Effective Leaders often operate more in the world of what could be possible rather than what is probable.  They tend to identify their successes and measure their accomplishments against a “fluid and flexible” set of values, standards and expectations.  A list of “secrets” managers should consider to ensure their success (AND that could be applied liberally to any personal situation or relationship to make it successful) would include:
  • It is OK and natural not to like everything you must do to accomplish your job (or be successful within a personal relationship).  It is NOT OK to avoid, refuse to do, or ignore the parts you dislike (or to remain “painfully silent” within a martyrs role to keep from talking about an issue or concern).
  •  It is OK to make a mistake AND to make a wrong decision as long as you learn from the error, can correct its negative ramifications and grow in the future.  It is NOT OK to keep making the same mistake or to expect to grow by taking the path of least resistance – the road well-traveled upon which everyone else goes – if you hope to achieve different results than everyone else experiences.
  • One must ACT on the things that can be controlled while IDENTIFYING obstacles outside of your sphere of influence that might prevent you from achieving your objectives.  Once identified, either act to eliminate the hurdles OR actively seek the help of someone who DOES have the ability to overcome the inevitable so that you can move on to accomplish the improbable.
  • Lying, cheating, or stealing is intolerable.  Great performers whose high results come through dishonesty or at someone else’s expense will be discredited and lose the respect of others.  Respect is a value that is sometimes difficult to earn and hard to define or assign but easily lost and almost impossible to restore.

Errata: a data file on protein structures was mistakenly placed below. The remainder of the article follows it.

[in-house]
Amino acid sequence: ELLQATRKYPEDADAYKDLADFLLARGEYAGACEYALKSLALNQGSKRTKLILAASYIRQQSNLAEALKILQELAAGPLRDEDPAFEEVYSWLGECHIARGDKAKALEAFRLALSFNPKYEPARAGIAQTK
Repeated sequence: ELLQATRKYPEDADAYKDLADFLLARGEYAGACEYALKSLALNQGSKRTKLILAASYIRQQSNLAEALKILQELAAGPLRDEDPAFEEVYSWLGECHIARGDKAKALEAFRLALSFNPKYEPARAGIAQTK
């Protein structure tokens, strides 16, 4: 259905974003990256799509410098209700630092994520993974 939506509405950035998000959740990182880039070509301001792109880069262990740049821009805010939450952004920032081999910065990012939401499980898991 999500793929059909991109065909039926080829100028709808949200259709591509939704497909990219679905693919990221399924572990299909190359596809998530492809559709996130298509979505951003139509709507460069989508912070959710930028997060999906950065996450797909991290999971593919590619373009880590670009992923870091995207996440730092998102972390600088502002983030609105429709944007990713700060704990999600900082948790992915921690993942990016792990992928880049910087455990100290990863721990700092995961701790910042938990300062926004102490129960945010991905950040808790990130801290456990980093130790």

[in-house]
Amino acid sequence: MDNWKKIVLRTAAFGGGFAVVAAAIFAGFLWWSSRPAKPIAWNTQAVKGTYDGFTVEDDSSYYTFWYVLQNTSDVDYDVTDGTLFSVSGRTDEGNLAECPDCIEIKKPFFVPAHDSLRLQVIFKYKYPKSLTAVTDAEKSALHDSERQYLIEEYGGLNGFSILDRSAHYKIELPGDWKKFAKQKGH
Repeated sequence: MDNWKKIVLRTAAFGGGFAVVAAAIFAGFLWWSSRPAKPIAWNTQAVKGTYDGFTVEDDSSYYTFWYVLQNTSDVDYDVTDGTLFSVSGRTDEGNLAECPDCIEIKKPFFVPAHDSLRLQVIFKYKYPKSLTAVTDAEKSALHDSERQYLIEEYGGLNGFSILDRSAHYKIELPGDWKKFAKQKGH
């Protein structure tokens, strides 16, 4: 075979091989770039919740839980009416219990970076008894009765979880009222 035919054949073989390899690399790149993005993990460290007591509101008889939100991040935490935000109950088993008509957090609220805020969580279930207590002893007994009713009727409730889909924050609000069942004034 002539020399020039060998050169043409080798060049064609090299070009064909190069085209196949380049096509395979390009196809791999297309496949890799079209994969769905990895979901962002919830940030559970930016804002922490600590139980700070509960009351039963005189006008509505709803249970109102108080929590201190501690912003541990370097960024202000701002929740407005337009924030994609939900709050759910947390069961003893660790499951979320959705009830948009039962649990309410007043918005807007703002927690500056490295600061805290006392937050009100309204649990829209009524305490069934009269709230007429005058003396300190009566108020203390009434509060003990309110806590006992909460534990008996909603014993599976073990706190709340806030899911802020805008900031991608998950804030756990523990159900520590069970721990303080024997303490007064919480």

• Effective leaders truly believe that there is nothing that “cannot be done.”  While some solutions MAY be cost-prohibitive, impractical, or beyond our ability to implement, “I can’t,” “It’s not possible,” or “don’t try it” are attitudes that are not part of successful conversations. 
  • Well thought-out solutions that resolve issues encountered while doing your job are not reasons for celebration – rather they are expectations of the way you should continually exhibit and apply your abilities.  Achieving a milestone within a relationship should not be “the end” but rather simply a “new beginning.”  Effective leaders tend to be eternally optimistic – believing that while “Rome may not have been built in a day” it was definitely constructed through the work and efforts of many committed to accomplishing a seemingly impossible dream.
In order to be successful we must say what we mean, mean what we say, live as we would want
others to live, wear our values on our sleeves and BE all that we proclaim (or profess) to be.  When we live transparently (not perfectly) our secrets become revealed as the values we choose to live by and the standards we expect others to apply as they reach for their own stars (with a little help from their leadership friend).